|Deciding what to get for lunch|
Fourth day of the Spirit of Speyside festival – the Sunday, we started slowly. We drove down to Aberlour and walked around the city for a bit, albeit closed because, well, it was Sunday.
It amazed us a little that with the extra people in the vicinity, the Sundays are a closed day during the festival, but it probably has something to do with rules and laws and stuff.
One of the Festival Information hubs was located in Aberlour (and open), and we went there to investigate what could be done for the remainder of the day, to incorporate some more fun and music in our programme. For lunch we had already booked a traditional three course Traditional Scottish lunch, in Aberlour’s Fleming hall.
Lunch at the community hall was organised and served by local volunteers, and we were pleasantly surprised with the event. Each of the three courses was matched by a whisky that matched the courses nicely. The people running the place did a good job making the food and we could feel the love and passion that went into it. When (not if) we go back to the festival again, we should do more of these local-events.
Our next pre-booked event was a nosing and tasting at Forsyths Coppersmiths in Rothes. We were to nose and taste eight different drams, that had previously been selected by a professional panel from a selection of 45. All we needed to do was select which of the drams suited us best, from two drams per category; under 12, to 20, 21 years and over and Distillery special editions. Later that evening the “winners” of each category would be selected at the Whisky Awards Ceilidh and Prize-giving at the Glen Grant distillery, where we incidentally just reserved tickets for.
From previous years’ reports, we had heard that there would be a tour at the coppersmith’s factory plant, so we were hoping this would happen again this year, since they are normally not opened for the public (that turned out be our big theme this year’s visit). We found it interesting to see how a still gets to be made from some plates of copper, into one of the most important magical elements in the process of making whisky. The plant – formerly the site of the Caperdonich distillery – was not operating on a Sunday, so we could get close to the (half-)finished stills and have a good look at the bowels of some stills, see at the insides of a nearly finished condenser, and hold some of the (heavy) tools of the trade.
|Anger management training at Forsyths|
We really got our geek on, when we were explained about the different thickness’s of the copper plates on the different locations of the stills and how the copper gets its strength by the way the plates are treated. In one corner of the site was a set of stills waiting for transport to the soon to be opened Ballindalloch distillery – a site we would stumble upon later in the week, and see the stills in place already. Another corner held a replacement still for the Kininvie distillery and tucked away in yet another corner was and old still from Balblair. The small still was not used any longer, and was saved from being scrapped by Forsyths. It turned out to be a nice study object for the coppersmith’s apprentices, because many different techniques of mending copper could be found, some of which could possibly be created by the current CEO’s grandfather.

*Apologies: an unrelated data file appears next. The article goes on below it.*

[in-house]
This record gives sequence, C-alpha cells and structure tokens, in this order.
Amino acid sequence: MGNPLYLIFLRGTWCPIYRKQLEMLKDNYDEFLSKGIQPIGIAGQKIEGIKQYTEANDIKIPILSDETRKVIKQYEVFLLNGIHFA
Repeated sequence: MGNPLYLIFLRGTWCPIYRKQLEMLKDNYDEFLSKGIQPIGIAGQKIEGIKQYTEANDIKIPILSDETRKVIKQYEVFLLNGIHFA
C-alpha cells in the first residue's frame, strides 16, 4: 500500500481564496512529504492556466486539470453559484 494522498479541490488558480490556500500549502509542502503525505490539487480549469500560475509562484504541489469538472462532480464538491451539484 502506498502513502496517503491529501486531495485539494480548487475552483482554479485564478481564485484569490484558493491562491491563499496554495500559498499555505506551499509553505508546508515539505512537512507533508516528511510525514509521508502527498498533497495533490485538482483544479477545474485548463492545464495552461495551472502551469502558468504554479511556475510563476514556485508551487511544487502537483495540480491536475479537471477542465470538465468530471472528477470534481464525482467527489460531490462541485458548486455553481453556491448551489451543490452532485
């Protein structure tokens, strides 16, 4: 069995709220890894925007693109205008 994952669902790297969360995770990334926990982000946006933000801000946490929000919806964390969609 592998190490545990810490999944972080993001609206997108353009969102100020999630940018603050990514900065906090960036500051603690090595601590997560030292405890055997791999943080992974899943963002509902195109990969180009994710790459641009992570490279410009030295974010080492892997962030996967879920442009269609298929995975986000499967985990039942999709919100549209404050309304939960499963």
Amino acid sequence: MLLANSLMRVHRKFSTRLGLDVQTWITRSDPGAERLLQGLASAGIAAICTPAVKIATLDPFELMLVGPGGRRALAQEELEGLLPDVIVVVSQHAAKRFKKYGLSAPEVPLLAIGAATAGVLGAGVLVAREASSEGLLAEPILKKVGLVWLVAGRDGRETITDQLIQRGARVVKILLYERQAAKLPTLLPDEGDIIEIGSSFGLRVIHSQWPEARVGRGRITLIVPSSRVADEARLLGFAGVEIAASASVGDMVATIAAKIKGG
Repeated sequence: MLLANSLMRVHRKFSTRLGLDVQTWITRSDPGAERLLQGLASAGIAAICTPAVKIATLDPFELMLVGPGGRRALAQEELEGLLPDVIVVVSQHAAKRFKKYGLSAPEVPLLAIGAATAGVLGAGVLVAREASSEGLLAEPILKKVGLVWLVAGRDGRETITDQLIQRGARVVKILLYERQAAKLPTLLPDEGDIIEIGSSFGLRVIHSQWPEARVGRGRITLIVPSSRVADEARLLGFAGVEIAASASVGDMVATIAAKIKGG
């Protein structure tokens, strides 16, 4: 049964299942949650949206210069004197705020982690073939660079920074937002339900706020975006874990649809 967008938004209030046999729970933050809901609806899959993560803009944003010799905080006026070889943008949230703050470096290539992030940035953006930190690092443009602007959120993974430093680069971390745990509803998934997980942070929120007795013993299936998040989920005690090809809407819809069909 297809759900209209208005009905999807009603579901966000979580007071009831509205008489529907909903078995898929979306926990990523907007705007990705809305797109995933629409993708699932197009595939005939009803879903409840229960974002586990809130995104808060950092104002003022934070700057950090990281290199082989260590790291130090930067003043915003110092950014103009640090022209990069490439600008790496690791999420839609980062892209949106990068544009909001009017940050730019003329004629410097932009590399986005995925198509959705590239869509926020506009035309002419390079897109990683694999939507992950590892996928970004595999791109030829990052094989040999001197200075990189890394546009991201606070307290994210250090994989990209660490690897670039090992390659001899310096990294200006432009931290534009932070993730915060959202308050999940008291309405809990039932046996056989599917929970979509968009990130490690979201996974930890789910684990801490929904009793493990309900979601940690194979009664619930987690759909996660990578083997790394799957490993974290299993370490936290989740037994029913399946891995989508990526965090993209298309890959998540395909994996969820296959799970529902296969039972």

After a quick snack at the house, we called a (hard to obtain) taxi and arrived at the Whisky Awards Ceilidh and Priceigiving at the Glen Grant distillery, again, in Rothes. At the time of our arrival the band Barley, Stills, Mash and Tun” were playing again, accompanied by a cocktail made from Glen Grant, apple-juice, a slice of lime and an abundance of ice – a nice drink. After the first band was done, the Copper Dogs were set on stage again, where they played some of their playlist from last Friday’s gig again, but with a more mellow audience, it seemed to us they did not get as much feedback as the other night. A good performance again though, where Dr Nicolas Morgan joined in once more with his wonderful guitar play.
The prize-giving of the blind tasting followed suit, where the BenRiach 12yo was the winner in the 12 years and under category, with the Knockando 12yo as the runner up. A Balvenie 15yo single barrel won from the Singleton of Dufftown 18yo in the category 13 to 20 years old, the Cardhu 21yo overpowered the Glenfarclas 30 (!) in the 21 years and older category and the big surprise (to us) of the evening was the distillery edition of the Tamdhu 10yo that put the Glenfarclas 1988 single cask 25yo festival bottling into a dark corner to cry.
All in all this shows us once more that in a blind tasting, one can get surprised and put off by what different drams can do when one does not know what is actually in front of them. The both of us had each chosen different “winners” for ourselves, and neither of us had a matching list with the winners. Once more; Fun, capital F.
After the prize-giving, the “All Star Ceilidh Band” – a large Ceilidh band with a broad repertoire filled the remainder of the evening with lots of music and dance. We met with some interesting people, talked with some old acquaintances, made some new ones, had great stovies again with some lovely drinks (some from a sporran), and had a vibrant time at the Ceilidh, where you can find us again, next time we will be going to this festival.
Time to depart and go back to Craigellachie to put the feet up and have a last dram with friends at the house. Tomorrow the last day of the festival already, where time has passed by so quickly made us feel like being on a roller coaster of Fun, great Meetings, amazing Events, and Emotions. All in Capitals.